Value Quotes (displaying: 1 - 30 of 2296 quotes )
Men of the world who value the Way all turn to books. But books are nothing more than words. Words have value; what is of value in words is meaning. Meaning has something it is pursuing, but the thing that it is pursuing cannot be put into words and handed down. The world values words and hands down books but, though the world values them, I do not think them worth valuing. What the world takes to be values is not real value.
We have retreated from the perennial values. I don't think that we need any new values. The most important thing is to try to revive the universally known values from which we have retreated. As a young man, I really took to heart the Communist ideals. A young soul certainly cannot reject things like justice and equality. These were the goals proclaimed by the Communists. But in reality that terrible Communist experiment brought about repression of human dignity. Violence was used in order to impose that model on society. In the name of Communism we abandoned basic human values. So when I came to power in Russia I started to restore those values; values of "openness" and freedom.
The Tao, which others may call Natural Law or Traditional Morality or the First Principles of Practical Reason or the First Platitudes, is not one among a series of possible systems of value. It is the sole source of all value judgments. If it is rejected, all value is rejected. If any value is retained, it is retained. The effort to refute it and raise a new system of value in its place is self-contradictory. There has never been, and never will be, a radically new judgment of value in the history of the world. What purport to be new systems or…ideologies…all consist of fragments from the Tao itself, arbitrarily wrenched from their context in the whole and then swollen to madness in their isolation, yet still owing to the Tao and to it alone such validity as they posses.
Pride is the recognition of the fact that you are your own highest value and, like all of man’s values, it has to be earned. His own happiness is man’s only moral purpose, but only his own virtue can achieve it…Life is the reward of virtue- and happiness is the goal and the reward of life. Happiness is a state of non-contradictory joy- a joy without penalty or guilt, a joy that does not clash with any of your values and does not work for your won destruction, not the joy of escaping from your mind, but using your mind’s fullest power. Happiness is possible only to a rational man, the man who desires nothing but rational goals, seek nothing but rational values and finds his joy in nothing bu rational actions. The symbol of all relationships among such men, the moral symbol of respect for human beings, is the trade…A trader is a man who earns what he gets and does not give or take the undeserved.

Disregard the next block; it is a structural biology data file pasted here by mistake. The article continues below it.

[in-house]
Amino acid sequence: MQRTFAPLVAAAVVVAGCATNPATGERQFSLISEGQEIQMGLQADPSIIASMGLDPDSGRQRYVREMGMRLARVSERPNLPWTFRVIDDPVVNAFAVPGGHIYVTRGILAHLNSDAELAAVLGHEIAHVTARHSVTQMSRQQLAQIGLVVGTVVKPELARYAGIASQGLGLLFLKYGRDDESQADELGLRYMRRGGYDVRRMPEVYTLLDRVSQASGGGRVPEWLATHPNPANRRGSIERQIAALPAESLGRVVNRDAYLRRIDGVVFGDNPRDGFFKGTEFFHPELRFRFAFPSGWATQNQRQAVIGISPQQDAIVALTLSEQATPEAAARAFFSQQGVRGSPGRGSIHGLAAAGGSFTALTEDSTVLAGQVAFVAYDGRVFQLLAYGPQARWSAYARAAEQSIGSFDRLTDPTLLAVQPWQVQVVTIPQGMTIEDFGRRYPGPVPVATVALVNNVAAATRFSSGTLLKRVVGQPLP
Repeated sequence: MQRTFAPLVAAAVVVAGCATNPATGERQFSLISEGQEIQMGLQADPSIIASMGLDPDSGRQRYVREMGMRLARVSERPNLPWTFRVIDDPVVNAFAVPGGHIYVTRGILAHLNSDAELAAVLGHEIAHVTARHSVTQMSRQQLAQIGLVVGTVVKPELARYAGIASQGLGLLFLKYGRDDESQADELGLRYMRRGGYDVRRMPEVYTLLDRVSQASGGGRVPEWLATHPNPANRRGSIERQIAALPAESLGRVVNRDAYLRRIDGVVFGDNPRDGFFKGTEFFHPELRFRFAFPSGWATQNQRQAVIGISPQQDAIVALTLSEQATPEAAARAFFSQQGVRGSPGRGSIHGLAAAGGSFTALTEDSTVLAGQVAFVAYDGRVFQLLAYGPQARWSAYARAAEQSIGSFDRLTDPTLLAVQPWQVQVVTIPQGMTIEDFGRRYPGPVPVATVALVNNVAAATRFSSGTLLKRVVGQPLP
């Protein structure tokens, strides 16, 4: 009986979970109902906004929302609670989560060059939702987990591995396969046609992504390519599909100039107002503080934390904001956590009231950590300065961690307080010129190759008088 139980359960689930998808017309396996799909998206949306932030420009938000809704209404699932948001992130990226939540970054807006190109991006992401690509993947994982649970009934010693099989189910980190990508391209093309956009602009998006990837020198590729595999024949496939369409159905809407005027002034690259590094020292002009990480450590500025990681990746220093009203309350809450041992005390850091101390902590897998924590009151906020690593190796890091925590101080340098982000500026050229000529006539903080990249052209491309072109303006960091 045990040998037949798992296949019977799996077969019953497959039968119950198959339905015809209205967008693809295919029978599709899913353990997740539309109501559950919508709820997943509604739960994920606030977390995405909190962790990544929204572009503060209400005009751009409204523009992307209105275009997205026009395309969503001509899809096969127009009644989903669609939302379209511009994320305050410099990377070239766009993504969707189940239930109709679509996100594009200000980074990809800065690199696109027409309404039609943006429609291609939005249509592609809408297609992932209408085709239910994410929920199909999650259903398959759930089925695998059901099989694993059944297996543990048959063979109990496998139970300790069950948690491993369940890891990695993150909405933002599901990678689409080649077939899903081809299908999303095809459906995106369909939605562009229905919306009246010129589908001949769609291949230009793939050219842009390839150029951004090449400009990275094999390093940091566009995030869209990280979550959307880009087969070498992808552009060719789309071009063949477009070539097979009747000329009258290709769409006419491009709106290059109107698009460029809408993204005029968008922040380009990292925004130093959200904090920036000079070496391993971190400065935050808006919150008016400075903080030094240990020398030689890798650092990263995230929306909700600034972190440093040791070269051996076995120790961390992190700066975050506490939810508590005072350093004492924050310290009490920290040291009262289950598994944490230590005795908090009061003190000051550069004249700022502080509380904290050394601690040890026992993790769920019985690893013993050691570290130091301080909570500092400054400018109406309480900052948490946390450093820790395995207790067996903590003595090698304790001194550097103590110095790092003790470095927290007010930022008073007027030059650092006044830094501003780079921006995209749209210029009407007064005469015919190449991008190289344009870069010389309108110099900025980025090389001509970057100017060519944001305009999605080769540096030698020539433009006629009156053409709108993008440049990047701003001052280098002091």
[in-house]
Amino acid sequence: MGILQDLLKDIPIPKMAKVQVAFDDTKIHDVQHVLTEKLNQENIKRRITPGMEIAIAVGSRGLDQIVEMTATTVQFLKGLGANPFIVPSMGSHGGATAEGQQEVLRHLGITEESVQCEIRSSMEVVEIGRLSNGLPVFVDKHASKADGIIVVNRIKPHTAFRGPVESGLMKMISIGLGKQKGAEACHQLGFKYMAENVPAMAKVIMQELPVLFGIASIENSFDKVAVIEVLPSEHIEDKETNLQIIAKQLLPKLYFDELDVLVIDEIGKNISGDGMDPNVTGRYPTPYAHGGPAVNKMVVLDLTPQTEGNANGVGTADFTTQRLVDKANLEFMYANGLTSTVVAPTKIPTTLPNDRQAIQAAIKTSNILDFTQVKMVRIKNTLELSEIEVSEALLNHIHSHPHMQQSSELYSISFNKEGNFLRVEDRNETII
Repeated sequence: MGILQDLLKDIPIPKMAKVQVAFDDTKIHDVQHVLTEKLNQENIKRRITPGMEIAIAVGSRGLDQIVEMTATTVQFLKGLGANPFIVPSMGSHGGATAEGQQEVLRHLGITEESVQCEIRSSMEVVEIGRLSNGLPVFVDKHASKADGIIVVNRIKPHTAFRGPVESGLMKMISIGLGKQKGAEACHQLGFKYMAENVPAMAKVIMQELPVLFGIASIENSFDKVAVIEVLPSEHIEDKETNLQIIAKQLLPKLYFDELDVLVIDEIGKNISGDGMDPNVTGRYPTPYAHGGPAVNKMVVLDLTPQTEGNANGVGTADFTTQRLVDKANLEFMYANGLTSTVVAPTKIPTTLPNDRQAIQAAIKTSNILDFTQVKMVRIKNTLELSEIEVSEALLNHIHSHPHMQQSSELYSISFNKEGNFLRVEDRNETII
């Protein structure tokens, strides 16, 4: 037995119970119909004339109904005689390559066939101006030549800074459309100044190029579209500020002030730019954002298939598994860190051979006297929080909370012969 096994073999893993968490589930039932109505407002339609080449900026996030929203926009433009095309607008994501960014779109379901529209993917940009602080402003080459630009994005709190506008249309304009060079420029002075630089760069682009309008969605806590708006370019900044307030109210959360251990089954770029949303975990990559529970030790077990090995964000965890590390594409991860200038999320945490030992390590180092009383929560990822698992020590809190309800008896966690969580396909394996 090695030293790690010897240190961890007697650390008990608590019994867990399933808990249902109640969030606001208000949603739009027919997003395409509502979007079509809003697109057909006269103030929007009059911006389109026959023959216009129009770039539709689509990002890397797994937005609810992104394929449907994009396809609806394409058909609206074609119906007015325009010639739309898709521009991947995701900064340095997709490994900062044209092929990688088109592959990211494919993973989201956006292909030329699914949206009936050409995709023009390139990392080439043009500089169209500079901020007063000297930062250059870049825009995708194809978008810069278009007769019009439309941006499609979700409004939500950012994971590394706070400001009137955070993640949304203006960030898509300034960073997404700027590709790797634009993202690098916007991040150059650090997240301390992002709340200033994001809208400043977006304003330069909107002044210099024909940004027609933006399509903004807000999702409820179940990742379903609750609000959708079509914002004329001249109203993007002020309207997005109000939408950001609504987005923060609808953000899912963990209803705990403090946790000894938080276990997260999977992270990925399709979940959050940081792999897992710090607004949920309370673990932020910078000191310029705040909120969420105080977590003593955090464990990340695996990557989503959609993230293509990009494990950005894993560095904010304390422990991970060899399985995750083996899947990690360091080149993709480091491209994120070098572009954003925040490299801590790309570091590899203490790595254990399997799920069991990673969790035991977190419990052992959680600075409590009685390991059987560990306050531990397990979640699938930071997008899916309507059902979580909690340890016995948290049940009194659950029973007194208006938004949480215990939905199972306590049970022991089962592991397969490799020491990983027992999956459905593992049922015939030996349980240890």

For the Greeks, values existed a priori and marked out the exact limits of every action. Modern philosophy places its values at the completion of action. They are not, but they become, and we shall know them completely only at the end of history. When they disappear, limits vanish as well, and since ideas differ as to what these values will be, since there is no struggle which, unhindered by these same values, does not extend indefinitely, we are now witnessing the Messianic forces confronting one another, their clamors merging in the shock of empires. Excess is a fire, according to Heraclitus. The fire is gaining ground; Nietzsche has been overtaken. It is no longer with hammer blows but with cannon shots that Europe philosophizes.
The life of West, Nietzsche said, is based on Christianity. The values of the West are based on Christianity. Some of these values seem to have taken a life of their own, and this gives us the illusion that we can get rid of Christianity and keep the values. This, Nietzsche says, is an illusion...Remove the Christian foundation, and the values must go too.